Why Choose EIU?
With a nearly 1:1 student-faculty ratio, the MA program offers small classes (capped at 12) and lots of mentoring. Intensely engaged in research and creative activity, faculty are eager to share their excitement with MA students. Independent studies, mentored teaching, and thesis projects offer opportunities for one-on-one interactions.
Dr. Suzie Park was awarded the 2015 Rodney S. Ranes Outstanding Graduate Mentor Award for Eastern Illinois University and the 2015 Provost's Undergraduate Research Mentor Award for the College of Arts and Humanities. Dr. Park, on the far right, is pictured with the students who nomimated her: from left to right, recent English M.A. graduates Terri Coleman and Stephen Nathaniel, and English undergraduate Molina Klingler.
Graduate Kristi McDuffie, Professor Fern Kory, and Assistant Professor Tim Taylor give insight into Kristi's graduate research.
Graduate John Stromski discusses his research on Nathaniel Hawthorne’s fiction and politics.
Our four concentrations allow students maximum flexibility, providing a core of required courses with room for electives in other concentrations. Courses offer insight into the latest thinking about pedagogy, literature, creative and professional writing and are taught by faculty who publish in a wide variety of fields.
Students may shape their own curriculum by proposing independent study classes to match their interests and may participate in summer study abroad programs in England and South Africa. Check out current course offerings here.
Assistant Professor of English Melissa Ames speaks about her area of specialty, American Literature and Culture.
Whether you plan to pursue an advanced degree, teach at a two-year college, or enhance the teaching credentials you already have, the MA in English provides relevant coursework. Mentored teaching and pedagogy classes offer both theory and hands-on experience. K-12 teachers may apply to the summer Eastern Illinois Writing Project, which counts toward the 18-hour Certificate in the Teaching of Writing and/or the full master’s degree. All graduate classes are scheduled for late afternoon and evening, with those most relevant to current teachers scheduled for evenings.
We offer a substantial number of graduate assistantships, which offer a monthly stipend and tuition waiver. Graduate assistants work in the Writing Center and may apply to teach a writing class in their second year; they may also assist professors with research or editorial work.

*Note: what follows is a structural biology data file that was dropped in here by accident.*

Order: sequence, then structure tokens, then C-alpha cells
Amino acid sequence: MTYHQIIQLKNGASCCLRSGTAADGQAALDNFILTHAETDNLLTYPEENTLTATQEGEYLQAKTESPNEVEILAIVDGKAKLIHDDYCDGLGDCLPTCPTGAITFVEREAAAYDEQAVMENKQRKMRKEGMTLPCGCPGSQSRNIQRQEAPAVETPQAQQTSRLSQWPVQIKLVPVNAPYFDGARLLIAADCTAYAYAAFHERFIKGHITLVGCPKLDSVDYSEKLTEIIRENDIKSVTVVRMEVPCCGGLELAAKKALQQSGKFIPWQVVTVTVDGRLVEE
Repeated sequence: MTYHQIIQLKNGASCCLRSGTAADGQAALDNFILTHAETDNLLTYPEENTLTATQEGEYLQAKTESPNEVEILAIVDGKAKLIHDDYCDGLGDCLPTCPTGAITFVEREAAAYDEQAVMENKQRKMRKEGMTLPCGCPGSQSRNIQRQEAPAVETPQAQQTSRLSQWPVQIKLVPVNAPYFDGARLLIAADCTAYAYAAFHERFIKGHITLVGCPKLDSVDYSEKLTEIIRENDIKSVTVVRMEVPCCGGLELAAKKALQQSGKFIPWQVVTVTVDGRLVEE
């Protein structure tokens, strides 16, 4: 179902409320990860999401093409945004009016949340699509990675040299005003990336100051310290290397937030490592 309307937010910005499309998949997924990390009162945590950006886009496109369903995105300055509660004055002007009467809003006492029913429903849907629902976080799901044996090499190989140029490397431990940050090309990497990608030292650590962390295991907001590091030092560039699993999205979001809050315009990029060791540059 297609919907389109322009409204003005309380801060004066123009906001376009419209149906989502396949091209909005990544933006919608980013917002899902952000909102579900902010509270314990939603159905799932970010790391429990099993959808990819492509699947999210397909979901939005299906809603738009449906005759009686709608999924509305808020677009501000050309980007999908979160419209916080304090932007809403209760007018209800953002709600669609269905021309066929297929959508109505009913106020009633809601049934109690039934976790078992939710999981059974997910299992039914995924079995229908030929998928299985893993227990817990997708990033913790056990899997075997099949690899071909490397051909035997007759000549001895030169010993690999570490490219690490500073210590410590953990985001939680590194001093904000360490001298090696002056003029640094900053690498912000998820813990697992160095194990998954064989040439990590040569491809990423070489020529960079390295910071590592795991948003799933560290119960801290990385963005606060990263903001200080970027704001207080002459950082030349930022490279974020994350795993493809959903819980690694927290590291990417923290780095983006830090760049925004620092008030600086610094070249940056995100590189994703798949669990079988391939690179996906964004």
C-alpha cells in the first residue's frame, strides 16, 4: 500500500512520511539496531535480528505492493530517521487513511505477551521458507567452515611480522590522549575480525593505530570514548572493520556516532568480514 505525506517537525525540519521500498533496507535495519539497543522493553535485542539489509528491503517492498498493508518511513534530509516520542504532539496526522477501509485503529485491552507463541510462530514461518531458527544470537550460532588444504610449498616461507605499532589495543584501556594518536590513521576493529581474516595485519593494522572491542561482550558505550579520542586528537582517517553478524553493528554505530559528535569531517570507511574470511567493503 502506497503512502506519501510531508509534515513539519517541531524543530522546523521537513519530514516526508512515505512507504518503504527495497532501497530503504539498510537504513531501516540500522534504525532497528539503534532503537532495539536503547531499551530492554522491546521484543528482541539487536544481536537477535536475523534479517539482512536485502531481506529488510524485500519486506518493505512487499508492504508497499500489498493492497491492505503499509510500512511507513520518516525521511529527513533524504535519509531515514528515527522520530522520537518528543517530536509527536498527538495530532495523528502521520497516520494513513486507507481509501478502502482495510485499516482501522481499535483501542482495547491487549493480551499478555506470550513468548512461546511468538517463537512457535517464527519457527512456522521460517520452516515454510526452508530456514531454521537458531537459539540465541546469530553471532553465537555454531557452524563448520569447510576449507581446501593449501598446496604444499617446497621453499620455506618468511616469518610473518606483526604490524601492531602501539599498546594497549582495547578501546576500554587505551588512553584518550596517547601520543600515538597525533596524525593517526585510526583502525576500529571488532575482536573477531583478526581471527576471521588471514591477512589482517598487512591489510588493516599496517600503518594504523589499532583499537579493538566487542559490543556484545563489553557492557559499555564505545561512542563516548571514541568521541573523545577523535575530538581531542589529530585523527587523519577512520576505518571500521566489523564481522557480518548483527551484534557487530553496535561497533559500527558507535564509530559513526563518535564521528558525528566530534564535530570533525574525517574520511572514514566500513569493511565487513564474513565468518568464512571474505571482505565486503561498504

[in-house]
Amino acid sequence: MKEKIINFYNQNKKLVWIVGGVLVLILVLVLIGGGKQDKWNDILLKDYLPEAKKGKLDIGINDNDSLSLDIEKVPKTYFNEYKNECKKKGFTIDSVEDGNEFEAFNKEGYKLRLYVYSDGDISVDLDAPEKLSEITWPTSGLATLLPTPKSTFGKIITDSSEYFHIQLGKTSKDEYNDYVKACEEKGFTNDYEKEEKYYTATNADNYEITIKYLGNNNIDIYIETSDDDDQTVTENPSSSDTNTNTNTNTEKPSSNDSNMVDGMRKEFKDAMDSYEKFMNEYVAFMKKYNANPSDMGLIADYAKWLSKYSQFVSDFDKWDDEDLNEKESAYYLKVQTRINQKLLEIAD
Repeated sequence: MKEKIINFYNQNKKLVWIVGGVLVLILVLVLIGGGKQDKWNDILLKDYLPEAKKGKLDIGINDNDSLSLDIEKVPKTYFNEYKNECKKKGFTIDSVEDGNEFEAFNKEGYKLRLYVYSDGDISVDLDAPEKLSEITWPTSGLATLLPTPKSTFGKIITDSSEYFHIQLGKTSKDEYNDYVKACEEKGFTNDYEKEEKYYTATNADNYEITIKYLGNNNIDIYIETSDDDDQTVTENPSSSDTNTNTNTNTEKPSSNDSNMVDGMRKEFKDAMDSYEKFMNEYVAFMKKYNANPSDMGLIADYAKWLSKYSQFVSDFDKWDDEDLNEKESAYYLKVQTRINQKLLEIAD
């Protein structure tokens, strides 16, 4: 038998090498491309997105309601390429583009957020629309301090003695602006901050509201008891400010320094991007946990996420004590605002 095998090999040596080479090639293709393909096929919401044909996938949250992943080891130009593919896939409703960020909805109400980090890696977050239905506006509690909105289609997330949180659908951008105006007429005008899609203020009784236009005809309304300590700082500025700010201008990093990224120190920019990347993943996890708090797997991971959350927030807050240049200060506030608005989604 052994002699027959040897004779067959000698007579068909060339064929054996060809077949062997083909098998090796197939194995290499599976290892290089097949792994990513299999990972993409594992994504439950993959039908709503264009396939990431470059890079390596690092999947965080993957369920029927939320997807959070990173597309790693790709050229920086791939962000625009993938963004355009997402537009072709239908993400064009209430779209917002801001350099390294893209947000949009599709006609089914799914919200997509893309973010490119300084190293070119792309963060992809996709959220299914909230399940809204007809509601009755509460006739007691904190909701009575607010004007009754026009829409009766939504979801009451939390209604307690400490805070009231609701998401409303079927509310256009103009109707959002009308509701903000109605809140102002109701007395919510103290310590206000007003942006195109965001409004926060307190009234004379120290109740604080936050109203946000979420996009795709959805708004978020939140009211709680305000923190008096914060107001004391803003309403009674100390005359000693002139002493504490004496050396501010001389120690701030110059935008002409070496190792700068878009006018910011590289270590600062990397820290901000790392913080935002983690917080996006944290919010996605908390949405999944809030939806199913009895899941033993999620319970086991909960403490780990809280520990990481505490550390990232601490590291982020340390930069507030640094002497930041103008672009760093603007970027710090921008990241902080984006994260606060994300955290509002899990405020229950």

Creative writers work with well-published, well-connected writers of poetry, fiction, drama, and creative nonfiction; participate in readings, writing contests, and digital story-telling projects; interact frequently with visiting writers; and get involved with two literary magazines associated with EIU: Bluestem and The Vehicle.
Professional writing internships and mentored teaching opportunities are available to all students, offering hands-on experience. Students in all fields present their work at local and national professional conferences as well as on-campus venues.
Find out how "The Hunger Games," "The Giver," and "The House of the Scorpion" can all be seen through the lens of performance theory.
Recent graduates hold many different kinds of jobs. They teach at two-year colleges and work as professional writers for newspapers, non-profits, hospitals, and academic institutions. They run programs to help high school students go to college, write satiric blogs, and teach dual-credit classes at high schools. Many have gone on to success in PhD, MFA, and MLS programs at Purdue, the University of Tennessee, Texas A&M, the University of Mississippi, New York University, the University of Illinois at Urbana-Champaign, Illinois State University, Simmons College, and the University of Washington.
Learn more about our graduate alumni through their Career Profiles.
Write to Heal
Nia Klein starts a writing program for breast cancer patients. Read more...
Berkshire shares how her experiences at EIU led to a fulfilling career as a freelance journalist and editor.